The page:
Part 3 in Lucas Moser’s Four Part Series.
At times, chemistry students have a difficult time wrapping their heads around the structure of a molecule. For help, they carry small plastic models to help them think through molecular structures. The models are comprised of multi-colored balls and sticks that can be used to represent a carbohydrate or a protein. As the student tries to understand certain reactions, he or she can move these pieces around to simulate the actual behavior of the protons, neutrons, and electrons. When the student needs to communicate the structure of a molecule to a teacher or fellow student, the plastic model can serve as the basis for those discussions.
The challenge is that, as a software development team, we can’t use plastic balls and sticks to help describe the structure and behavior of software or data. Instead of these, we rely on computational models, design patterns, and idioms to grasp how a real life system works and to explain how it can be represented in a virtual software world.
An IT professional’s role in software development is to have a thorough understanding of both the problem at hand and implemented software solution. In Christopher Alexander’s book A Pattern Language, he talks about how repeated patterns have been used in architecture to address certain problems in that domain. Within the text, Alexander asserts that:
...each pattern represents our current best guess as to what arrangement of the physical environment will work to solve the problem presented. The empirical questions center on the problem—does it occur and is it felt in the way we have described it? — and the solution —does the arrangement we propose in fact resolve the problem? And the asterisks represent our degree of faith in these hypotheses. But of course, no matter what the asterisks say, the patterns are still hypotheses, all 253 of them—and are therefore all tentative, all free to evolve under the impact of new experience and observation. - Christopher Alexander et al., A Pattern Language, p. xv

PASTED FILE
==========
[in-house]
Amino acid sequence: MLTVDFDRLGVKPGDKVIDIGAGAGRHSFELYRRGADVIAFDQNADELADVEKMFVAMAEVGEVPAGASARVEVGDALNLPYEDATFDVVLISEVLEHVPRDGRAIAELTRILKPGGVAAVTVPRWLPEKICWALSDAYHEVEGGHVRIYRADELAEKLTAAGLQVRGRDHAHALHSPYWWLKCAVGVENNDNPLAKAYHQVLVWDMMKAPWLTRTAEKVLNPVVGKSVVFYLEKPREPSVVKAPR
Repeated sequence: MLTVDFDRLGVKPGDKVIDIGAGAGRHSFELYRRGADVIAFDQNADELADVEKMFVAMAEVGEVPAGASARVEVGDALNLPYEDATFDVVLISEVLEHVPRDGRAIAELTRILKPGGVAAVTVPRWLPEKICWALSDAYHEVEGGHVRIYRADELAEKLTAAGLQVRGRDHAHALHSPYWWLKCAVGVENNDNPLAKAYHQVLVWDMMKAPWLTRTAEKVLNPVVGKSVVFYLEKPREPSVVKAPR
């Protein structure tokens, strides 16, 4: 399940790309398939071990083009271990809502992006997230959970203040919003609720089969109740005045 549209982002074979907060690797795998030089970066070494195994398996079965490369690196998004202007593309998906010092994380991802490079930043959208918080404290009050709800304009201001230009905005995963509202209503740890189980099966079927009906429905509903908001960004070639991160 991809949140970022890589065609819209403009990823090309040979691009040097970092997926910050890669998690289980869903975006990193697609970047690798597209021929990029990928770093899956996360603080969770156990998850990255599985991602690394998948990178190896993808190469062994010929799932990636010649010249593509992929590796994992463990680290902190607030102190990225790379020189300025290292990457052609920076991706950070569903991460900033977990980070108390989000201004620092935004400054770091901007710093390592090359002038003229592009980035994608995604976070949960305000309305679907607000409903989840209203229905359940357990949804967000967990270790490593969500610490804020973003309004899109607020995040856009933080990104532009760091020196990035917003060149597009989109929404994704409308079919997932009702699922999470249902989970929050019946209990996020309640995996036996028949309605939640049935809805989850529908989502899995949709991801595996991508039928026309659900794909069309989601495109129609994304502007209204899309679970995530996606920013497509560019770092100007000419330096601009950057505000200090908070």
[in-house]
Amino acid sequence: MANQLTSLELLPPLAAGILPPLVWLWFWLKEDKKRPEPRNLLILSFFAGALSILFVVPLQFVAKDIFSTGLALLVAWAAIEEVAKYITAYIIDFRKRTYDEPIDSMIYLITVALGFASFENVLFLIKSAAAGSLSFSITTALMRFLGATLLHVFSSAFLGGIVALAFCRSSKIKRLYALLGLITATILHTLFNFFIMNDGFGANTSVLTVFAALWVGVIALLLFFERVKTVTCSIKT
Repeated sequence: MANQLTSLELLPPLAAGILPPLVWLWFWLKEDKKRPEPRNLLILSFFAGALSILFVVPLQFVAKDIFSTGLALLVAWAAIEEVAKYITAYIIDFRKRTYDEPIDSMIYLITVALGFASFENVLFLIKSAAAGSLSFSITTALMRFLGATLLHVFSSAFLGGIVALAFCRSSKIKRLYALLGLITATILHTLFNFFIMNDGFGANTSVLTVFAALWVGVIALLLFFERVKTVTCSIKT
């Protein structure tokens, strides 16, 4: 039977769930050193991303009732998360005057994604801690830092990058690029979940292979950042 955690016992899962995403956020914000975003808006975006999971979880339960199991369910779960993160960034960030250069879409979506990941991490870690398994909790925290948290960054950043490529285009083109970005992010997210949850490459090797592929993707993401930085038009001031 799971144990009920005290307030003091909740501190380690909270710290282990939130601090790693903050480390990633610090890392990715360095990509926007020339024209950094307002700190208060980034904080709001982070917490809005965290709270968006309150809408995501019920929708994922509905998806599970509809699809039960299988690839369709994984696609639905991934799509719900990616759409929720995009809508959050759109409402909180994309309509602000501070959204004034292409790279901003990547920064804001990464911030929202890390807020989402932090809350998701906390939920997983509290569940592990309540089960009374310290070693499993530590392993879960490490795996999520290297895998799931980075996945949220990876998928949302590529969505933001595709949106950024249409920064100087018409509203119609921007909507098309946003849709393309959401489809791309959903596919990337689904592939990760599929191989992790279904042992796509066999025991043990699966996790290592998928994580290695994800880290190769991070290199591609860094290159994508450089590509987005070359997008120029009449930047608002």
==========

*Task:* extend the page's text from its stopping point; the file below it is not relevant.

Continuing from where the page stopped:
How does this apply to software modeling?
Our patterns are ideas like three-tiered architecture, pure functions, event driven programming, and service-oriented architecture (SOA). These, and many more, are all building blocks for modern day applications. As in Alexander’s case, these ideas represent “our current best guess” as to how a software solution might look. They are a starting point described in common language that IT professionals can use to communicate with programmers and application stakeholders alike.
It is also important to note that Alexander’s patterns are not a toolbox. They are only a compilation of hypotheses. After initial assessment, requirements will evolve and so will chosen patterns to represent them. Evolution may indicate that a well-known pattern needs to be tweaked to meet a specific need. Three-tier architectures may wind up with four tiers. In other cases, evolution may mean an entire pattern needs to be swapped out for a new approach.
Understanding modeling enables IT professionals to communicate software behavior. By doing so, IT professionals position themselves to most effectively add value to the software development process.
Next, we will discuss how developers benefit from models and software modeling.